Continuity or contrast: take your pick
A visit to Beijing reveals three different approaches to the question of context
I have just returned from Beijing, where I had the chance to reflect on issues of change and context in architecture, what responsibilities an architect has to the collective memory of a place, and how best to reflect history in new and old buildings. Context and memory loom large in China, both because of the tremendous upheaval of the Cultural Revolution and because of the huge change wrought by its emergence
as a global economic superpower.
I want to discuss three projects: Zaha Hadid’s Galaxy Soho project, opened last month to a crowd of Beijing socialites and design illuminati; the careful restoration of a “hutong” courtyard as a hotel; and an older project to reframe Beijing’s single-family courtyards as multi-family, higher-density living space. Each represents a different approach to the problem of context.
Hadid’s Galaxy Soho is a striking, curvy object alongside a motorway. A real ground-scraper, it is organised around a flowing series of internal spaces, described by the PR flackery as being inspired by the courtyard housing that it replaced. To me it resembled a wavy version of a big shopping mall. Indeed, instead of semi-private spaces for family life, Galaxy Soho presents privatised spaces for conspicuous consumption and office work. Its approach to context is one of contrast, with a lashing of appropriation.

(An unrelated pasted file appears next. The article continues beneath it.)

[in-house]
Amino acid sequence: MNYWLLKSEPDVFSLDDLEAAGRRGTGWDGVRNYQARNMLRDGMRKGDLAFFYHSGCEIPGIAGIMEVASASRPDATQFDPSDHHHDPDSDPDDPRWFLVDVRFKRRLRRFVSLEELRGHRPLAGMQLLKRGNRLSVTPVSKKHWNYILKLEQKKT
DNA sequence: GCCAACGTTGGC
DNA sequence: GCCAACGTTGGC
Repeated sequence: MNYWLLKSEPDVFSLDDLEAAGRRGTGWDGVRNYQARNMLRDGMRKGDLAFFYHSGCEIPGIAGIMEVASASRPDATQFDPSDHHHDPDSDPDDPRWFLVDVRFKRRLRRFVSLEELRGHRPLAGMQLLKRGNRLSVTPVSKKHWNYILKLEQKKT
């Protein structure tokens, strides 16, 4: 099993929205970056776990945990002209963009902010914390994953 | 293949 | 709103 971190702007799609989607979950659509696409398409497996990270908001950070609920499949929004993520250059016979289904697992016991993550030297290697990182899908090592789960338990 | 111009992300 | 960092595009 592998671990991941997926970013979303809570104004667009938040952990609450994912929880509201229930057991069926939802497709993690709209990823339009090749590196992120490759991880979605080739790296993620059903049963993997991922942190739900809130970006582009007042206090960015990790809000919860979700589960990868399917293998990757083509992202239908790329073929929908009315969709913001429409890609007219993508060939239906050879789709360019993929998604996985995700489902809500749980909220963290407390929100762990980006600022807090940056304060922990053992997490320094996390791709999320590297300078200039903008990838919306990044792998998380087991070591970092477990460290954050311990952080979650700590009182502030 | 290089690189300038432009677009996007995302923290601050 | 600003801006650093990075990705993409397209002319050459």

Courtyard Seven reuses a courtyard in the Dongcheng district as a hotel. Immaculately restored using recycled materials and traditional skills, with contemporary amenities and geothermal heating, the project sits within a functioning hutong neighbourhood, just down the street from a lively food market. It introduces new life into the hutong, and re-imagines a future for the single-storey courtyard as accommodation for visitors and perhaps creative industries — a new context but one of continuity and adaptation rather than difference.
The old model of a single courtyard for a single family is not viable in Beijing today
The Ju-er Courtyard Housing Project, by Tsinghua University professor Wu Liangyong, won a UN Habitat award in 1993. It sought to create a new residential courtyard typology that would be multi-storey and multi-family. Providing internal spaces within the building perimeter, the architecture seemed to borrow more from the suburban garden apartment type than from the courtyard apartment or mansion block. Beijing people told me it had not been that popular, and perhaps this was due to compromises made in the building process. It certainly suffered by comparison to the courtyards around it.
Nonetheless, its approach was a worthy one: attempting to learn from heritage and evolve it to meet present-day needs — clearly the old model of a single courtyard for
a single family is not viable in Beijing today. I am planning to explore further the idea of preserving a series of internal chambers for family life, protected from the busy street, and evolving the type for multi-family living.
The emergence of a range of different approaches to context, ranging from patch and repair to adaptation and evolution, begins to add nuance to the fundamentalist approach to conservation found in the Venice Charter of the 1960s. It’s all heritage, after all.